As such, Seth is profoundly right. We are in a time in which the race can, and perhaps will, go many ways, and some of those ways are even now being tried — cyborgism or man-machine hybrids, even, or dubious genetic tinkerers — many of which will prove to be dead ends, or worse. That is already reflected in the proliferation of definitions of the “human”. But much of the strife and contention is, presently, the result of these different “probable human” types competing for species hegemony.
“Many things are about to be born”, wrote Jean Gebser. The corollary to that is that many things are about to die, too. Homo sapiens, as such, is also in the process of passing away, for all these competing definitions of the human are simply reflections of the contemporary disintegration of the human form and its self-understanding. The type “homo sapiens” has gone about as far as it can go, though, and is no longer the fitting form or vessel to embody emergent “planetary consciousness”.
So, before us all stands a fateful choice. How we imagine the possible human is how we will become. If we get it wrong, we’re finished. That’s the conclusion of the last sentence of Seth’s warning. It is also Nietzsche’s. Homo sapiens must now transcend itself or perish. Behind Nietzsche’s “Become what you are!” and “Be true to the Earth!” there is an evolutionary demand for a new species of human being that can adequately embody “planetary consciousness”. We have simply called that new species homo integralis. If that is something you find needful and desirable, that need and that desire alone will also set in motion the forces which will attempt to activate and realise it. Far too little attention is paid to internal factors such as passion and desire, or the imagination, in the evolutionary process. This deficiency has become completely unacceptable at a time when even physics is grappling with the role of consciousness in reality formation and determination. Exuberance, inspiration, creativity, the Dionysian “divine madness” — these things count for something in the evolutionary process.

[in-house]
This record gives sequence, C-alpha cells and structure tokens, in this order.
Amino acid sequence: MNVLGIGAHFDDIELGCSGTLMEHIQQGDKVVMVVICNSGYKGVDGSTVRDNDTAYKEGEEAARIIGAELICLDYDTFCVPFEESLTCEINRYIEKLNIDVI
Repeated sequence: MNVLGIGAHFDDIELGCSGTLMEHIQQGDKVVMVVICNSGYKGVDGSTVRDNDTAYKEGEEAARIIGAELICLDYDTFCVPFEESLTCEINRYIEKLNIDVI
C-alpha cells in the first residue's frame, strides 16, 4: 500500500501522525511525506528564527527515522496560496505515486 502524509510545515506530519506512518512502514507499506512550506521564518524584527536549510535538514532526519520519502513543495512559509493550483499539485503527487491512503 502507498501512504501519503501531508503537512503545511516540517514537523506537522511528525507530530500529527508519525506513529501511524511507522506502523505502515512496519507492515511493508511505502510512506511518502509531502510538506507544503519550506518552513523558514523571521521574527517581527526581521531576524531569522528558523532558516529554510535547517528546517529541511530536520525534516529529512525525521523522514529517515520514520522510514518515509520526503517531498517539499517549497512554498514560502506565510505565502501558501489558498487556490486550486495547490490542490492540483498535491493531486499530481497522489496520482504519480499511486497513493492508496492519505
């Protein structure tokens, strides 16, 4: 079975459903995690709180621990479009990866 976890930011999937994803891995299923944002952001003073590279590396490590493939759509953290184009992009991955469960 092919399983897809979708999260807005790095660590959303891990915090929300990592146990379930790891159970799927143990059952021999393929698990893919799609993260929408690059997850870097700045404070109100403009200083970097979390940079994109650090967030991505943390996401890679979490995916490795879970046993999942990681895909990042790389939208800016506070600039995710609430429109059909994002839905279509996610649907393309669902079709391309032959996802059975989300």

Of course, it follows that if the new consciousness also requires physiological changes (“potentials within the body’s mechanisms” not yet used, as Seth puts it) then we are talking about species change, and not just a change in consciousness or ideas or mental models alone. Notable changes in the physical form are mutations. The changes foreseen involve the whole man or whole woman — mind, body, soul, and spirit.
All I can think of at the moment, in this respect, is to leave you with one of Rumi’s remarkable poems “When was I less by dying?”
I died as a mineral and became a plant,
I died as plant and rose to animal,
I died as animal and I was Man.
Why should I fear? When was I less by dying?
Yet once more I shall die as Man, to soar
With angels blest; but even from angelhood
I must pass on: all except God doth perish.
When I have sacrificed my angel-soul,
I shall become what no mind e’er conceived.
Oh, let me not exist! for Non-existence
Proclaims in organ tones, ‘To Him we shall return.’